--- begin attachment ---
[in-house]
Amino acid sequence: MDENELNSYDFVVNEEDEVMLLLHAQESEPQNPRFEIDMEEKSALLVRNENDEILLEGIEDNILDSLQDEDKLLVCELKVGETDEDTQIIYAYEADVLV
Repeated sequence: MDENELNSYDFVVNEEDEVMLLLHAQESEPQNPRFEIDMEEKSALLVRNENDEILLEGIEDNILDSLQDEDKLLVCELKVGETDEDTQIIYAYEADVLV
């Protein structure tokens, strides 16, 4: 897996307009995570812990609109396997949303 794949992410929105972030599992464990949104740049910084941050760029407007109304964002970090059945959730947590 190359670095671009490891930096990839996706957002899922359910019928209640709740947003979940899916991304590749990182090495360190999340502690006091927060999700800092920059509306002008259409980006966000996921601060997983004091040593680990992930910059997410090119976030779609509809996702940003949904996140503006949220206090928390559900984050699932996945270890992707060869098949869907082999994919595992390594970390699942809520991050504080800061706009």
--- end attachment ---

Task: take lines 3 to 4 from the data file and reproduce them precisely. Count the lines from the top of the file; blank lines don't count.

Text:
Repeated sequence: MDENELNSYDFVVNEEDEVMLLLHAQESEPQNPRFEIDMEEKSALLVRNENDEILLEGIEDNILDSLQDEDKLLVCELKVGETDEDTQIIYAYEADVLV
């Protein structure tokens, strides 16, 4: 897996307009995570812990609109396997949303 794949992410929105972030599992464990949104740049910084941050760029407007109304964002970090059945959730947590 190359670095671009490891930096990839996706957002899922359910019928209640709740947003979940899916991304590749990182090495360190999340502690006091927060999700800092920059509306002008259409980006966000996921601060997983004091040593680990992930910059997410090119976030779609509809996702940003949904996140503006949220206090928390559900984050699932996945270890992707060869098949869907082999994919595992390594970390699942809520991050504080800061706009």